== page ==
Using your mac’s terminal allows you more power and quicker access to handling operating system preferences and managing your file directory compared to that of GUI ( Graphical User Interface). Down below are 8 essential commands to get started using your Mac terminal.
The pwd command is used to find the path of the directory (or folder) you’re currently working in. This returns a full ( or absolute) file path. A file path is just a path of all the directories that starts with a forward slash (/). An example of a full path is /home/username.
You use the cd command to switch between Mac files and directories. It requires either the full path or the name of the directory, depending on which directory you’re currently in.
To illustrate, if you’re in /home/username/Documents and you want to go to Photos, a subdirectory of Documents. You would just type the following command: cd Photos.
Another scenario is if you want to switch to a completely new directory, for example, /home/username/Music. In this case, you have to type cd followed by the directory’s absolute path: cd /home/username/Music.
Here are some shortcuts for quicker navigation:
- cd .. (with two dots) to move up one directory
- cd to go straight to the home folder
- cd- (with a hyphen) to move to your previous directory
One thing to note is that Mac’s terminal is case sensitive. So, you have to type the name’s directory exactly as it is.
The ls command is used to view the contents of a directory. By default, this command will display the contents of your current working directory.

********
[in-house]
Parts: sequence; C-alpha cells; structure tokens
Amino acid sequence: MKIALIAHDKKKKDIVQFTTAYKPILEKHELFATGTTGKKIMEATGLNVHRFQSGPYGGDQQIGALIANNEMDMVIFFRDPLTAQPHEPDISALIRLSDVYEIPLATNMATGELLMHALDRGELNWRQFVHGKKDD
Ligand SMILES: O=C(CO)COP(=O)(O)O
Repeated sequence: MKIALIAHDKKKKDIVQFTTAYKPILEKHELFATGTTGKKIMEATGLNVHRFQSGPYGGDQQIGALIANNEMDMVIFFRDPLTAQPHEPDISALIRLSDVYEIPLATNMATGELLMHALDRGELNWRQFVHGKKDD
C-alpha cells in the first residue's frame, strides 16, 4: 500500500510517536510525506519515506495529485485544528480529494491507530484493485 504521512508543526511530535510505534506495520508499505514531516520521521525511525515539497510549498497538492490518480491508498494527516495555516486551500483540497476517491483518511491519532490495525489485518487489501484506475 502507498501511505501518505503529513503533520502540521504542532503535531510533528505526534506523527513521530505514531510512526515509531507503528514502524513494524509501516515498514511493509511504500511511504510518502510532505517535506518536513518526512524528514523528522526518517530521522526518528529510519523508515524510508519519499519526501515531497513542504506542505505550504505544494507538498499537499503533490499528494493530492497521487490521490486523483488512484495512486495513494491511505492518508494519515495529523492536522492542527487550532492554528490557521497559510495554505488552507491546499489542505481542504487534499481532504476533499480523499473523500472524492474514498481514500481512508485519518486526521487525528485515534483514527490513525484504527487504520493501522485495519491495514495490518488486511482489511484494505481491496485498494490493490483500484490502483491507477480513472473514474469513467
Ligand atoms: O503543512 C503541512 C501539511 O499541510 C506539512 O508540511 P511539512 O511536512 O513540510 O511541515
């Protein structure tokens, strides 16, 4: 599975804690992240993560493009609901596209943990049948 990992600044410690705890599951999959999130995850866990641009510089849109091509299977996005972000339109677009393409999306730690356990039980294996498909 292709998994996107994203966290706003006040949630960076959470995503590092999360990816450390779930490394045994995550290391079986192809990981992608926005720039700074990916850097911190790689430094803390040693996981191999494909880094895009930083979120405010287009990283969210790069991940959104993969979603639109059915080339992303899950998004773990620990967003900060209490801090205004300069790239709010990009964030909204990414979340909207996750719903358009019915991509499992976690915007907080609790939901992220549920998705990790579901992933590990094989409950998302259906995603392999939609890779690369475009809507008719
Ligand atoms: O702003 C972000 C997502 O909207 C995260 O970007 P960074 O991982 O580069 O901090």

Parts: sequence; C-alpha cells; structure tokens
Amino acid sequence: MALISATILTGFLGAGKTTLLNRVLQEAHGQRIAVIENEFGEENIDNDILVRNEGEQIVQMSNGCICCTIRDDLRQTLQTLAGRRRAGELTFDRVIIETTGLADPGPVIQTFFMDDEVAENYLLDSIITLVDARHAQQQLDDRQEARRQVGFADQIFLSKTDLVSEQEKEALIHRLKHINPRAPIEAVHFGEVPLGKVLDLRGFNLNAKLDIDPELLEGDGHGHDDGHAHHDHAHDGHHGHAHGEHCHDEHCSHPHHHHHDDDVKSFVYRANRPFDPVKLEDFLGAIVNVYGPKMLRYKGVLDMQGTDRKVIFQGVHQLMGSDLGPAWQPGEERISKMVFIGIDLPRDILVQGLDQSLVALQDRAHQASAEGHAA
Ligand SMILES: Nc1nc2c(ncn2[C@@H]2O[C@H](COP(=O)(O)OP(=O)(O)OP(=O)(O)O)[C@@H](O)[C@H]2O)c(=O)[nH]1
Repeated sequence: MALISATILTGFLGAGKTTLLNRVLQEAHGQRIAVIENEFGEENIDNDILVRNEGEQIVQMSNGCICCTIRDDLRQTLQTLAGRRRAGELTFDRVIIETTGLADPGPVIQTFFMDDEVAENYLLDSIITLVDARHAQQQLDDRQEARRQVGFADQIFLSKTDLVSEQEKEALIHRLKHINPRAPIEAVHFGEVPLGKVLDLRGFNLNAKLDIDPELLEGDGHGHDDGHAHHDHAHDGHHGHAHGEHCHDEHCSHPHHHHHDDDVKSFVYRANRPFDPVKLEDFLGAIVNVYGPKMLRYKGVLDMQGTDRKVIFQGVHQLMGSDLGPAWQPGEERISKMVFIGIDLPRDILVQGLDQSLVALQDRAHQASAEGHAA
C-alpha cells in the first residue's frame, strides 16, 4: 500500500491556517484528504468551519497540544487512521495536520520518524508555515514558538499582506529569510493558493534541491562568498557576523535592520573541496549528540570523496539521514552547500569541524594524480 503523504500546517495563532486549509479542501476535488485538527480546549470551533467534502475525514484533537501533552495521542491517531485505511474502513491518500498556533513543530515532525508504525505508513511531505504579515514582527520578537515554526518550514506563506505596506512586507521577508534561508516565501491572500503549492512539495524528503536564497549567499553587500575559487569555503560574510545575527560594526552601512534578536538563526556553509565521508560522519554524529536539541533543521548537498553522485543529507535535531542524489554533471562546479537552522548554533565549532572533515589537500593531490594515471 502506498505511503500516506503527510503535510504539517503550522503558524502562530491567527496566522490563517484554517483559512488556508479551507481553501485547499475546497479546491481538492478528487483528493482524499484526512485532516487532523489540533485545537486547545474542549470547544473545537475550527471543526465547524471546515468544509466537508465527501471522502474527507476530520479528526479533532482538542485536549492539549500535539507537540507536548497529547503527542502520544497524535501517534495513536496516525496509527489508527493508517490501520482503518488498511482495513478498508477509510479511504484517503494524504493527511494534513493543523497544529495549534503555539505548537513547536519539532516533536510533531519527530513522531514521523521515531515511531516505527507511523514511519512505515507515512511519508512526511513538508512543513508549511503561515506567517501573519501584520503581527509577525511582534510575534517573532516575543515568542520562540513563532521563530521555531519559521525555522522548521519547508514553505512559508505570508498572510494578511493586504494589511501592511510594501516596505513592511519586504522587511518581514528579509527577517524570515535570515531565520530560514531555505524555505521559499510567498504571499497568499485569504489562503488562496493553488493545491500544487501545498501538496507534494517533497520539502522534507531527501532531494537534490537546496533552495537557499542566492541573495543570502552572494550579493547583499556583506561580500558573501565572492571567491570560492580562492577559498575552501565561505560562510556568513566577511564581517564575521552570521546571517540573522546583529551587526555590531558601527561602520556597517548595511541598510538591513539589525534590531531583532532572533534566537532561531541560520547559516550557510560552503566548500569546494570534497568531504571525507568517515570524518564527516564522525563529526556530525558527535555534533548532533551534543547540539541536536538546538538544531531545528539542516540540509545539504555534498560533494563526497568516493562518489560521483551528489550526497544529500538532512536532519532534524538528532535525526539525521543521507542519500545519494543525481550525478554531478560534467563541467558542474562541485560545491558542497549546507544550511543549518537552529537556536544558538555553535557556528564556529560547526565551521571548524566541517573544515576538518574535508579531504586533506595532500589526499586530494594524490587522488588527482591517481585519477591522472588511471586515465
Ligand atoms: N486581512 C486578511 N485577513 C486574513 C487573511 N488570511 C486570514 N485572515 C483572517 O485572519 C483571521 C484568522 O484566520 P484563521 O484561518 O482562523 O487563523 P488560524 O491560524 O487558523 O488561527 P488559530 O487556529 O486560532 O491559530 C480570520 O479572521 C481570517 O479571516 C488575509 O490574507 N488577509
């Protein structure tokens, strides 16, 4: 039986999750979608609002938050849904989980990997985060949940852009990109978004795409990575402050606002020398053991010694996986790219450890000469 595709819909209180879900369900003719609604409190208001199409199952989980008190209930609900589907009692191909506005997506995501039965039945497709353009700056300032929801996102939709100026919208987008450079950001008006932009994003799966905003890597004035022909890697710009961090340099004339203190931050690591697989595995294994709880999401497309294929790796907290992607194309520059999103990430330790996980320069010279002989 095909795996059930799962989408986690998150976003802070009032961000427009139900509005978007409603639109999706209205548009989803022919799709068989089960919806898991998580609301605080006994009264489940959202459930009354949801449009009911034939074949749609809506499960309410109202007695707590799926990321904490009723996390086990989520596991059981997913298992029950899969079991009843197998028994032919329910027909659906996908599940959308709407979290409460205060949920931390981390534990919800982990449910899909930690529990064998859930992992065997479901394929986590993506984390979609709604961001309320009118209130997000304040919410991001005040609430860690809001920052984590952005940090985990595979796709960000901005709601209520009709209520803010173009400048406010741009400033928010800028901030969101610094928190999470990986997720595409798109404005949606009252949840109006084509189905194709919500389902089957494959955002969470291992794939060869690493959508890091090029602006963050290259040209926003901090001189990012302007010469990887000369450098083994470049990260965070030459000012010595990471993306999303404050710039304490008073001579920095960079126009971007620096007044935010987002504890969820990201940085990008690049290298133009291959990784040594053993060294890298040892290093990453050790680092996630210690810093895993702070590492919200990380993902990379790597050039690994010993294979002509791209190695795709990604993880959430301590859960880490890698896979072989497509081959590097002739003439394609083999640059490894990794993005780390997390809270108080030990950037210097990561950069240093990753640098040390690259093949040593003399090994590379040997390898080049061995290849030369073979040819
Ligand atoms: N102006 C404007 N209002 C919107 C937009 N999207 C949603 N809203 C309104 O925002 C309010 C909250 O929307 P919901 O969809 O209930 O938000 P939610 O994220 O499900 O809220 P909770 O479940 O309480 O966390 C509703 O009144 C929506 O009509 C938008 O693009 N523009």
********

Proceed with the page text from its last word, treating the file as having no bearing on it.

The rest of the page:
If you want to see the content of other directories, type ls and then the directory’s path. For example, enter ls /home/username/Downloads to view the content of Downloads.
There are various flags you can use with the ls command:
- ls -R lists all the files in the sub-directories as well
- ls -a shows the hidden files
- ls -al lists the files and directories with detailed information like the permissions, size, owner, etc.
The mv command is primarily used to moves files to different folders, but it can also be used to rename files.
To use mv you need to type mv, the file’s name, and the destination’s directory. For example: mv file.txt /home/username/Documents.
To rename files, the shell command is mv oldfilename newfilename
Use mkdir to make a new directory — if you type mkdir Movies it will create a directory called Movies.
There are extra mkdir shortcuts as well:
- To generate a new directory inside another directory, use this Mac basic command mkdir Music/Newfolder
- use the p (parents) option to create a directory in between two existing directories. For example, mkdir -p Music/Country/Newfolder will create the new “Country” file.
If you need to delete a directory, use the rmdir command. However, rmdir only allows you to delete empty directories.
The rm command is used to delete directories and the contents within them. If you only want to delete the directory — as an alternative to rmdir — use rm -r.
The touch command allows you to create a new file. As an example, enter touch /home/username/Documents/Index.html to create an HTML file entitled Index under the Documents directory.
For a list of more terminal commands you can make use of, please check out this blog for additional info.
And there you have it, I hope these commands come in handy.